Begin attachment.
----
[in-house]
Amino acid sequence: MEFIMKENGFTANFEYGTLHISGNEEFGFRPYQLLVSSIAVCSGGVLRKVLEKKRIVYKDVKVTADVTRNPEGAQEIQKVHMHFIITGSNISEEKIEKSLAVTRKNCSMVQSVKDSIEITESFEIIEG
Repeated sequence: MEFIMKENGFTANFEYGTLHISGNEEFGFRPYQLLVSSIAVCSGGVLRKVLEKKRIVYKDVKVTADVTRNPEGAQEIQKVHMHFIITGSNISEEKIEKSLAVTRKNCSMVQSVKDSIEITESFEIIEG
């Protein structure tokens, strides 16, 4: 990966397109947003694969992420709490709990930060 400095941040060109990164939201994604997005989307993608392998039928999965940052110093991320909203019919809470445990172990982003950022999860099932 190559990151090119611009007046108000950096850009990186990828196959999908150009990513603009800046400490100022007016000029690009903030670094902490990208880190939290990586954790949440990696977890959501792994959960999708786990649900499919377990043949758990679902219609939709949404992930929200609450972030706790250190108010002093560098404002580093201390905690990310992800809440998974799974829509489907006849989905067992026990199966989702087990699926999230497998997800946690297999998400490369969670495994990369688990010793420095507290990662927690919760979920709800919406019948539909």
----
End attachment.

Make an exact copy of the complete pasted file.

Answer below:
[in-house]
Amino acid sequence: MEFIMKENGFTANFEYGTLHISGNEEFGFRPYQLLVSSIAVCSGGVLRKVLEKKRIVYKDVKVTADVTRNPEGAQEIQKVHMHFIITGSNISEEKIEKSLAVTRKNCSMVQSVKDSIEITESFEIIEG
Repeated sequence: MEFIMKENGFTANFEYGTLHISGNEEFGFRPYQLLVSSIAVCSGGVLRKVLEKKRIVYKDVKVTADVTRNPEGAQEIQKVHMHFIITGSNISEEKIEKSLAVTRKNCSMVQSVKDSIEITESFEIIEG
């Protein structure tokens, strides 16, 4: 990966397109947003694969992420709490709990930060 400095941040060109990164939201994604997005989307993608392998039928999965940052110093991320909203019919809470445990172990982003950022999860099932 190559990151090119611009007046108000950096850009990186990828196959999908150009990513603009800046400490100022007016000029690009903030670094902490990208880190939290990586954790949440990696977890959501792994959960999708786990649900499919377990043949758990679902219609939709949404992930929200609450972030706790250190108010002093560098404002580093201390905690990310992800809440998974799974829509489907006849989905067992026990199966989702087990699926999230497998997800946690297999998400490369969670495994990369688990010793420095507290990662927690919760979920709800919406019948539909």